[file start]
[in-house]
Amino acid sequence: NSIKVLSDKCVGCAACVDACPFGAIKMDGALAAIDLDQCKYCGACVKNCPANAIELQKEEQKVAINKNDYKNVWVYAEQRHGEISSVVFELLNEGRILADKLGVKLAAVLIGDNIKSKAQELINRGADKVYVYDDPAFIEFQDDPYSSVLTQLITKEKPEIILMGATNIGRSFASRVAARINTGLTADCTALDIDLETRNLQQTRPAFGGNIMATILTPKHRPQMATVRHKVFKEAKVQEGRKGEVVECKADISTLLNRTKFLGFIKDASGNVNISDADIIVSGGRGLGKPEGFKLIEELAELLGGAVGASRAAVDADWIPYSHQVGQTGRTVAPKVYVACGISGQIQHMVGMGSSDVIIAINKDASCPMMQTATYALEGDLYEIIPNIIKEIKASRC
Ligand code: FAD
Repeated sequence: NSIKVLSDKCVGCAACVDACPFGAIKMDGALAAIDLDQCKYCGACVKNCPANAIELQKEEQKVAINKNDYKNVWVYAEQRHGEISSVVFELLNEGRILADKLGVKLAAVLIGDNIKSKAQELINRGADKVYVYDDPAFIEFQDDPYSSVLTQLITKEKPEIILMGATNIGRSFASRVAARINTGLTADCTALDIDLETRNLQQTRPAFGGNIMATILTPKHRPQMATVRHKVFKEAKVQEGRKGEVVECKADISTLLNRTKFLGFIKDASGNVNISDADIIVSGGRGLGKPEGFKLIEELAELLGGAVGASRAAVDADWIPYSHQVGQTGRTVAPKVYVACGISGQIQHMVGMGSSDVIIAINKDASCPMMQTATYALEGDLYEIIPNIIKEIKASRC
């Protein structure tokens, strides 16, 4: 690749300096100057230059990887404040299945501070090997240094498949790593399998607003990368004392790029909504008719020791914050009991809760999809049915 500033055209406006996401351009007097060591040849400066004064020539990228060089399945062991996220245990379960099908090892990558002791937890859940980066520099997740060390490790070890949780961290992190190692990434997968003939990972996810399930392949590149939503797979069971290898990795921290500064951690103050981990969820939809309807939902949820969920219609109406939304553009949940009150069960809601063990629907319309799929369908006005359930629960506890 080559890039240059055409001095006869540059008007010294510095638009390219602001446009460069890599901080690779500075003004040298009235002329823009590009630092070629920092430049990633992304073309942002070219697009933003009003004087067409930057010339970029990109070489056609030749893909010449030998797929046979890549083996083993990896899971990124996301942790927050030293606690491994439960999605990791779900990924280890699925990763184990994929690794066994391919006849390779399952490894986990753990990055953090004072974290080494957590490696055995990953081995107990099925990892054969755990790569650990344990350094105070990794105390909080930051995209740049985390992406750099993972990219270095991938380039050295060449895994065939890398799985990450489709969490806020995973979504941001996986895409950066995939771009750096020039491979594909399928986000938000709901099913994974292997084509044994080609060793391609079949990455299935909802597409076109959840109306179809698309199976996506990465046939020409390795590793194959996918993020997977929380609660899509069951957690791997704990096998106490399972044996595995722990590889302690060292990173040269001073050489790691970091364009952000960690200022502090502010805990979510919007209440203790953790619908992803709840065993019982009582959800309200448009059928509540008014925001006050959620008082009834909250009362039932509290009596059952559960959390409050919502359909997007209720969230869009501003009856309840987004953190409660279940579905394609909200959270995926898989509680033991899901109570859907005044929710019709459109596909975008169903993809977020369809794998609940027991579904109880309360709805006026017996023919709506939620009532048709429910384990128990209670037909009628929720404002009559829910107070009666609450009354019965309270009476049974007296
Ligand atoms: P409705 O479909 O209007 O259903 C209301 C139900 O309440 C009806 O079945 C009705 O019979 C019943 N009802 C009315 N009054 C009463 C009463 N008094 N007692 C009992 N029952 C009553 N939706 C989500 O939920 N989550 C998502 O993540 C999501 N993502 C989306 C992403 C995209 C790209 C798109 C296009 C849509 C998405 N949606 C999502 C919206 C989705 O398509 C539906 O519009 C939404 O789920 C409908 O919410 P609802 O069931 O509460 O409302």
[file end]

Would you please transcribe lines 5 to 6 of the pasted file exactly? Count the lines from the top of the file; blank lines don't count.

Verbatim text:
């Protein structure tokens, strides 16, 4: 690749300096100057230059990887404040299945501070090997240094498949790593399998607003990368004392790029909504008719020791914050009991809760999809049915 500033055209406006996401351009007097060591040849400066004064020539990228060089399945062991996220245990379960099908090892990558002791937890859940980066520099997740060390490790070890949780961290992190190692990434997968003939990972996810399930392949590149939503797979069971290898990795921290500064951690103050981990969820939809309807939902949820969920219609109406939304553009949940009150069960809601063990629907319309799929369908006005359930629960506890 080559890039240059055409001095006869540059008007010294510095638009390219602001446009460069890599901080690779500075003004040298009235002329823009590009630092070629920092430049990633992304073309942002070219697009933003009003004087067409930057010339970029990109070489056609030749893909010449030998797929046979890549083996083993990896899971990124996301942790927050030293606690491994439960999605990791779900990924280890699925990763184990994929690794066994391919006849390779399952490894986990753990990055953090004072974290080494957590490696055995990953081995107990099925990892054969755990790569650990344990350094105070990794105390909080930051995209740049985390992406750099993972990219270095991938380039050295060449895994065939890398799985990450489709969490806020995973979504941001996986895409950066995939771009750096020039491979594909399928986000938000709901099913994974292997084509044994080609060793391609079949990455299935909802597409076109959840109306179809698309199976996506990465046939020409390795590793194959996918993020997977929380609660899509069951957690791997704990096998106490399972044996595995722990590889302690060292990173040269001073050489790691970091364009952000960690200022502090502010805990979510919007209440203790953790619908992803709840065993019982009582959800309200448009059928509540008014925001006050959620008082009834909250009362039932509290009596059952559960959390409050919502359909997007209720969230869009501003009856309840987004953190409660279940579905394609909200959270995926898989509680033991899901109570859907005044929710019709459109596909975008169903993809977020369809794998609940027991579904109880309360709805006026017996023919709506939620009532048709429910384990128990209670037909009628929720404002009559829910107070009666609450009354019965309270009476049974007296
Ligand atoms: P409705 O479909 O209007 O259903 C209301 C139900 O309440 C009806 O079945 C009705 O019979 C019943 N009802 C009315 N009054 C009463 C009463 N008094 N007692 C009992 N029952 C009553 N939706 C989500 O939920 N989550 C998502 O993540 C999501 N993502 C989306 C992403 C995209 C790209 C798109 C296009 C849509 C998405 N949606 C999502 C919206 C989705 O398509 C539906 O519009 C939404 O789920 C409908 O919410 P609802 O069931 O509460 O409302």